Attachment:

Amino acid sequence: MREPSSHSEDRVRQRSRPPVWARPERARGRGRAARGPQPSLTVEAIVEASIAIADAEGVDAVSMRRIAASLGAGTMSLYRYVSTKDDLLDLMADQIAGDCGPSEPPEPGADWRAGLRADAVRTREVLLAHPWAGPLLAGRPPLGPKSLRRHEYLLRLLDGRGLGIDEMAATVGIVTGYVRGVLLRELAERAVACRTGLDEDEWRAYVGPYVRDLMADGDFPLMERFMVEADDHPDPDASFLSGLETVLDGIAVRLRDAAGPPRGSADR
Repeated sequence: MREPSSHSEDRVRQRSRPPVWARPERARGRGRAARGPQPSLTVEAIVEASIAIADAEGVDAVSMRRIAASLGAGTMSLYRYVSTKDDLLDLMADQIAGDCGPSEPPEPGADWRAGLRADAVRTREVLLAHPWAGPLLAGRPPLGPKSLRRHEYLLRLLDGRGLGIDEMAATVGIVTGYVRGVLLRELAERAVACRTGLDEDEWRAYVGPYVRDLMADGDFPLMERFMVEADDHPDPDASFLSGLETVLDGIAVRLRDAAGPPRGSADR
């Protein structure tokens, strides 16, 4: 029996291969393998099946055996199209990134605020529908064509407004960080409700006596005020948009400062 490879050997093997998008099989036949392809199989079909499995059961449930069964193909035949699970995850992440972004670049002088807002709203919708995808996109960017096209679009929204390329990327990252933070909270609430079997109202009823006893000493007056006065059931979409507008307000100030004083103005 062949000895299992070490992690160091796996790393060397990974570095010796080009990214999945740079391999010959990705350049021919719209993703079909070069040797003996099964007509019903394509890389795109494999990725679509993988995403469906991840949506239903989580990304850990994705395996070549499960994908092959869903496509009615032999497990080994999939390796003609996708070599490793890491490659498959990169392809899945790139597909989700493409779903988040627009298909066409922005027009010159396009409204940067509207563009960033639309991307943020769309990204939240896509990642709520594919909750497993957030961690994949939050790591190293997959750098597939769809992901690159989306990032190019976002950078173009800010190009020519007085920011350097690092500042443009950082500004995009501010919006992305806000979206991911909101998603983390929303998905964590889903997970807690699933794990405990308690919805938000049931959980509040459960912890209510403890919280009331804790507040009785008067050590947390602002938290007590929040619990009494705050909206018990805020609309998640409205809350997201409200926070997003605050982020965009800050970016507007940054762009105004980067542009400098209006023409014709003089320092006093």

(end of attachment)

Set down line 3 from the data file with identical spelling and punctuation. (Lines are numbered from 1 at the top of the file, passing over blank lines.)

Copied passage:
């Protein structure tokens, strides 16, 4: 029996291969393998099946055996199209990134605020529908064509407004960080409700006596005020948009400062 490879050997093997998008099989036949392809199989079909499995059961449930069964193909035949699970995850992440972004670049002088807002709203919708995808996109960017096209679009929204390329990327990252933070909270609430079997109202009823006893000493007056006065059931979409507008307000100030004083103005 062949000895299992070490992690160091796996790393060397990974570095010796080009990214999945740079391999010959990705350049021919719209993703079909070069040797003996099964007509019903394509890389795109494999990725679509993988995403469906991840949506239903989580990304850990994705395996070549499960994908092959869903496509009615032999497990080994999939390796003609996708070599490793890491490659498959990169392809899945790139597909989700493409779903988040627009298909066409922005027009010159396009409204940067509207563009960033639309991307943020769309990204939240896509990642709520594919909750497993957030961690994949939050790591190293997959750098597939769809992901690159989306990032190019976002950078173009800010190009020519007085920011350097690092500042443009950082500004995009501010919006992305806000979206991911909101998603983390929303998905964590889903997970807690699933794990405990308690919805938000049931959980509040459960912890209510403890919280009331804790507040009785008067050590947390602002938290007590929040619990009494705050909206018990805020609309998640409205809350997201409200926070997003605050982020965009800050970016507007940054762009105004980067542009400098209006023409014709003089320092006093």